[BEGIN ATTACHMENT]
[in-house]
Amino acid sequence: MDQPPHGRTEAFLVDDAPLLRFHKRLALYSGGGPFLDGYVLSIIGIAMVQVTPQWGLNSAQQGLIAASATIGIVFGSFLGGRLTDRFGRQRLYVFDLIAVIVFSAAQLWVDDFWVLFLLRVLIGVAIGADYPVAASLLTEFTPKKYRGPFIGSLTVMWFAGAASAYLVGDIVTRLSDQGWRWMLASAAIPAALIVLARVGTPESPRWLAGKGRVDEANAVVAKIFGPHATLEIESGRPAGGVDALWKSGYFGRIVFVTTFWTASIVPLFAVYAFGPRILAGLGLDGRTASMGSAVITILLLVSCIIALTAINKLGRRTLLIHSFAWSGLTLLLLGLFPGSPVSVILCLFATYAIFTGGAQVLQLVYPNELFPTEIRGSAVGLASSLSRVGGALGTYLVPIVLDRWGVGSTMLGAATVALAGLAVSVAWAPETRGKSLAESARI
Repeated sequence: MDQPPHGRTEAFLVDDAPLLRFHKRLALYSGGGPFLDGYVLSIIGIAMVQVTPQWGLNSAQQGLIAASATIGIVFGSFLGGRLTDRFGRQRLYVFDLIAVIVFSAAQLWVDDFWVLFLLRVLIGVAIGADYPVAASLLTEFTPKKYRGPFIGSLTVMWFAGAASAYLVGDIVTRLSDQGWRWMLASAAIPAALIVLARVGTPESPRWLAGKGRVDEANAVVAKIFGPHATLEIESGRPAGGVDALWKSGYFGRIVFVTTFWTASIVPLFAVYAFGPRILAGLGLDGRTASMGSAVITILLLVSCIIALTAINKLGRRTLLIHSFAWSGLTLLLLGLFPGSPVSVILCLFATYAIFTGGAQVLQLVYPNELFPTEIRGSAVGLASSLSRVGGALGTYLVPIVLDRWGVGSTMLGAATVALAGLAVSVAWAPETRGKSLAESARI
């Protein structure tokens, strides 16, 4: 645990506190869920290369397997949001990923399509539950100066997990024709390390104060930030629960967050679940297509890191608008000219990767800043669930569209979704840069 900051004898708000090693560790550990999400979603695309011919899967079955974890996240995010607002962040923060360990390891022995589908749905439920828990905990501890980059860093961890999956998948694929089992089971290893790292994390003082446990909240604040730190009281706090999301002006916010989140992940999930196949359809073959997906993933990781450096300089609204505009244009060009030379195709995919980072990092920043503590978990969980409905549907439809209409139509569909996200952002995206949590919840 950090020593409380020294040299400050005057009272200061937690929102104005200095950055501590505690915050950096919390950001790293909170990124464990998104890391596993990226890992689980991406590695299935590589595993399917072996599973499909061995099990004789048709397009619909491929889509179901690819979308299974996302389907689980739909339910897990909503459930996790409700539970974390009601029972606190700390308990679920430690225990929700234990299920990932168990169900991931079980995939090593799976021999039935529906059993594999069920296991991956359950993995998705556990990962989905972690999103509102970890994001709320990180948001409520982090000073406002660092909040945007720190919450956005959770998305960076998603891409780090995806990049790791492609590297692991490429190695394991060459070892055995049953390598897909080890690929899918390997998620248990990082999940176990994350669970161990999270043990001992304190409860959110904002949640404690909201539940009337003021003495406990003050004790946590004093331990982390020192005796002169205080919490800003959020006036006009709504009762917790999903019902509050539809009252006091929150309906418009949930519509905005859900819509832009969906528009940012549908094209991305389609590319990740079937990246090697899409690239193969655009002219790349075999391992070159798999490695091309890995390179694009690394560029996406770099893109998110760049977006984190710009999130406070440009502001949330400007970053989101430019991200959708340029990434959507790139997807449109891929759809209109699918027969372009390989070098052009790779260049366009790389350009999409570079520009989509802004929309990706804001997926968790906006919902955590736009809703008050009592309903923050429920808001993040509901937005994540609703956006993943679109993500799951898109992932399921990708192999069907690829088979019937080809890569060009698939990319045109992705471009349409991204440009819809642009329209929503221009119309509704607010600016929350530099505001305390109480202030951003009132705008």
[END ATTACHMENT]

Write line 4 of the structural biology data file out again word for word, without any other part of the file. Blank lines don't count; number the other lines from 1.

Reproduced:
């Protein structure tokens, strides 16, 4: 645990506190869920290369397997949001990923399509539950100066997990024709390390104060930030629960967050679940297509890191608008000219990767800043669930569209979704840069 900051004898708000090693560790550990999400979603695309011919899967079955974890996240995010607002962040923060360990390891022995589908749905439920828990905990501890980059860093961890999956998948694929089992089971290893790292994390003082446990909240604040730190009281706090999301002006916010989140992940999930196949359809073959997906993933990781450096300089609204505009244009060009030379195709995919980072990092920043503590978990969980409905549907439809209409139509569909996200952002995206949590919840 950090020593409380020294040299400050005057009272200061937690929102104005200095950055501590505690915050950096919390950001790293909170990124464990998104890391596993990226890992689980991406590695299935590589595993399917072996599973499909061995099990004789048709397009619909491929889509179901690819979308299974996302389907689980739909339910897990909503459930996790409700539970974390009601029972606190700390308990679920430690225990929700234990299920990932168990169900991931079980995939090593799976021999039935529906059993594999069920296991991956359950993995998705556990990962989905972690999103509102970890994001709320990180948001409520982090000073406002660092909040945007720190919450956005959770998305960076998603891409780090995806990049790791492609590297692991490429190695394991060459070892055995049953390598897909080890690929899918390997998620248990990082999940176990994350669970161990999270043990001992304190409860959110904002949640404690909201539940009337003021003495406990003050004790946590004093331990982390020192005796002169205080919490800003959020006036006009709504009762917790999903019902509050539809009252006091929150309906418009949930519509905005859900819509832009969906528009940012549908094209991305389609590319990740079937990246090697899409690239193969655009002219790349075999391992070159798999490695091309890995390179694009690394560029996406770099893109998110760049977006984190710009999130406070440009502001949330400007970053989101430019991200959708340029990434959507790139997807449109891929759809209109699918027969372009390989070098052009790779260049366009790389350009999409570079520009989509802004929309990706804001997926968790906006919902955590736009809703008050009592309903923050429920808001993040509901937005994540609703956006993943679109993500799951898109992932399921990708192999069907690829088979019937080809890569060009698939990319045109992705471009349409991204440009819809642009329209929503221009119309509704607010600016929350530099505001305390109480202030951003009132705008």